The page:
Utility considers city’s offer
NASHUA – The city’s offer to purchase Pennichuck Corp. will receive “fair and full consideration,” the head of the company said Friday.
The company’s legal and financial advisers will review the city’s $121 million purchase offer, said Pennichuck President and Chief Executive Officer Donald Correll.
The company will respond to the offer in a timely fashion, he said, noting the upcoming Thanksgiving holiday could delay the response to some degree.
However, the stock market responded Friday.
The company’s stock, which closed Thursday at $23.90 a share, spiked to _as high as $35 Friday before cooling off to close at $28.50, only 50 cents off its high for the past year. The increase of 19.25 percent came on volume of 229,162 shares, far surpassing the stock’s average daily volume of 3,000 shares.
On Thursday, Mayor Bernie Streeter and Ward 5 Alderman Brian McCarthy, chairman of the aldermanic Pennichuck Water Special Committee, announced the city was offering Pennichuck $121 million for all of the local water company’s assets.
Pennichuck Corp. is made up of three regulated subsidiaries, Pennichuck Water Works, Pennichuck East and the Pittsfield Aqueduct Co., as well as two unregulated companies – Southwood Development Corp., its real estate arm, and Pennichuck Service Corp.
Last year, Philadelphia Suburban Corp., one of the country’s largest water companies, offered to buy the local water company. The companies called off the merger weeks after residents voted overwhelmingly in January in favor of the city proceeding with a public acquisition.
Streeter and McCarthy said talks between the city and the company to finish what the referendum started did not move forward, despite a series of negotiation sessions during the summer.
The city’s offer to convert the investor-owned company into a public water utility was structured to include $106 million for the company’s assets – which matches the deal reached between Pennichuck and Philadelphia Suburban – and $15 million to cover shareholders’ tax liabilities.
Correll said he would discuss the offer with the company’s board of directors.
“I have certainly kept the board of directors informed,” he said.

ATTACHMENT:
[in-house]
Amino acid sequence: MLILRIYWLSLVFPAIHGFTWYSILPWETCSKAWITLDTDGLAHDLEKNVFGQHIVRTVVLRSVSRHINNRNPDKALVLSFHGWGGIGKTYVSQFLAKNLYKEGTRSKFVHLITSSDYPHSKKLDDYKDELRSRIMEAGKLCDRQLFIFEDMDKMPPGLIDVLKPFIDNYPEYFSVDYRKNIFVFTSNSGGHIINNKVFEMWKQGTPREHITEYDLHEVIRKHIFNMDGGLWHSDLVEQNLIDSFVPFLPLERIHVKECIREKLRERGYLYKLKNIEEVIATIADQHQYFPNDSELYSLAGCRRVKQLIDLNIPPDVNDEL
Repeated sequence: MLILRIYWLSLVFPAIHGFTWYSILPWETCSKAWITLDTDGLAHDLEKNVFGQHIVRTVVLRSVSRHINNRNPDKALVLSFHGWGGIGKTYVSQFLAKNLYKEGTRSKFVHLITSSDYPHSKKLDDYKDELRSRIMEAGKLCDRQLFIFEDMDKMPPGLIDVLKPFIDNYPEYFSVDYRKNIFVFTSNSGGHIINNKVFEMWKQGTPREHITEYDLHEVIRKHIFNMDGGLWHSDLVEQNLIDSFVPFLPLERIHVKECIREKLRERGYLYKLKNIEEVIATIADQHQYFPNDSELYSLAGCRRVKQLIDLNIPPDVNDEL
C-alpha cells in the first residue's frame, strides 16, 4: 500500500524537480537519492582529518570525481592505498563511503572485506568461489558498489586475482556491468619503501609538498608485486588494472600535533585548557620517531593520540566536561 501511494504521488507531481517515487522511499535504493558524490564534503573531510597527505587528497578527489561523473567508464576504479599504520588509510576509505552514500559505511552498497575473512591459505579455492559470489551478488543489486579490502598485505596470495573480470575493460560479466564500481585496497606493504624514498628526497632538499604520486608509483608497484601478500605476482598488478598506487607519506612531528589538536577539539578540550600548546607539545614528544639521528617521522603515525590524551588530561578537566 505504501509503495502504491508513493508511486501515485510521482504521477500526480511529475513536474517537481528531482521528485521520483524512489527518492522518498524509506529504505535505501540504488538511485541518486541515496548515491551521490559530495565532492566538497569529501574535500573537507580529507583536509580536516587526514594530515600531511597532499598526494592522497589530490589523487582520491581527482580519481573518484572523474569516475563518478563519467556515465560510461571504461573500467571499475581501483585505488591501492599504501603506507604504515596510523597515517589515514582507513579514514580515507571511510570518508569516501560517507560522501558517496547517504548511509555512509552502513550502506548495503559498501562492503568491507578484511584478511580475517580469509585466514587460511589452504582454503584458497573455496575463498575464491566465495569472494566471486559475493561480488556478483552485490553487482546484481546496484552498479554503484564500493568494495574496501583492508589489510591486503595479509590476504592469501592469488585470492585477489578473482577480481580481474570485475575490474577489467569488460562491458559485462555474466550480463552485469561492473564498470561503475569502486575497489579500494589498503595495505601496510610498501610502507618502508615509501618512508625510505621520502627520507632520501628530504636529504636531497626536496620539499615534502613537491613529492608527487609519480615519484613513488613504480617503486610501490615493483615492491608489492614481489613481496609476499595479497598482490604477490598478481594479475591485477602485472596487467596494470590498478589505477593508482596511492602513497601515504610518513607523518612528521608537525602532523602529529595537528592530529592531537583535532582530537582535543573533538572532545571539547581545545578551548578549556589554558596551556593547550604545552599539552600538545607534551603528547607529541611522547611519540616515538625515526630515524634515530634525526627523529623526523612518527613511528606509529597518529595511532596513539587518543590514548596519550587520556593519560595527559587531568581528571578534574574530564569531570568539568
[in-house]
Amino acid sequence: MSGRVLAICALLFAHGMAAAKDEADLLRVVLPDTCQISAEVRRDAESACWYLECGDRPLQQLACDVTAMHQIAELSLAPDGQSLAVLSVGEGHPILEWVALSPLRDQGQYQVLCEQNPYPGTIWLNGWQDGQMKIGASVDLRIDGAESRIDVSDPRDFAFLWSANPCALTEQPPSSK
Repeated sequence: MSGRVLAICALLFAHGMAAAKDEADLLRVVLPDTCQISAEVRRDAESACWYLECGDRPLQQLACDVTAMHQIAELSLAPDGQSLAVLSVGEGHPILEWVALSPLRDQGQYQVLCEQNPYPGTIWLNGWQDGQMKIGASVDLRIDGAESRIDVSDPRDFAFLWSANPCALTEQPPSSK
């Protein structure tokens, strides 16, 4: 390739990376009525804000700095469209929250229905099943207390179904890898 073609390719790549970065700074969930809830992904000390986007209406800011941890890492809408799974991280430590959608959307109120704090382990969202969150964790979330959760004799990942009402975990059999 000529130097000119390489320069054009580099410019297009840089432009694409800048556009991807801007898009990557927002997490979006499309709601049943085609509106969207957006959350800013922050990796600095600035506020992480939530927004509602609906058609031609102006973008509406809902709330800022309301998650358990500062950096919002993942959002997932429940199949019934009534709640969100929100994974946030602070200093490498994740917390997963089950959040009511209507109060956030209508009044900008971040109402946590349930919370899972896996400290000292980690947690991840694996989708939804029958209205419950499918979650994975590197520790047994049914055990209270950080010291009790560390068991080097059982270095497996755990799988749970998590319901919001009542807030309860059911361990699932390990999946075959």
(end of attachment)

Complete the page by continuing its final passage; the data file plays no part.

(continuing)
Asked to compare the city’s offer to the one from Philadelphia Suburban, Correll said he would not comment on the negotiations.
“I committed to the city over three months ago I would maintain confidentiality of our discussions,” he said. “I intend to uphold that agreement.”
But he said the tax liabilities faced by the shareholders in a municipal takeover are different than they would have been in a merger with Philadelphia Suburban.
“That certainly is one of the significant differences,” he said.
Streeter said the city’s offer was an effort to overcome the tax hurdle.
City leaders knew the value of the company by what Philadelphia Suburban offered, so the remaining goal was to take care of the tax liabilities with an additional $15 million, he said.
Pennichuck issued a press release Friday that stated if the offer was not accepted, the city would try to take the company’s water utility assets through an eminent domain proceeding in front of the state Public Utilities Commission.
Debra Coy, a water research analyst with Charles Schwab Capital Markets in Washington, said the spike in Pennichuck’s stock price reflects the market’s first reaction to the city’s offer.
Coy said when Philadelphia Suburban offered to purchase the company, Pennichuck stock traded at around $28 per share, close to where it closed Friday. That indicates the market perceives the $28 to $29 range as a fair value for Pennichuck stock, she said.
Many trading companies scrambled to understand what the purchase offer meant.
Andy Glasheen of Chicago-based Augusta Capital Management, which trades in Pennichuck stock, said the structure of the city’s offer is the only way to determine if it would be good for stockholders.
If the cash for the tax liabilities is divided among shareholders, it would appear to boost the stock price to a very favorable rate, he said. He said the company should continue to negotiate in good faith with City Hall.
“I have absolutely no idea why (the board) wouldn’t jump at it,” he said.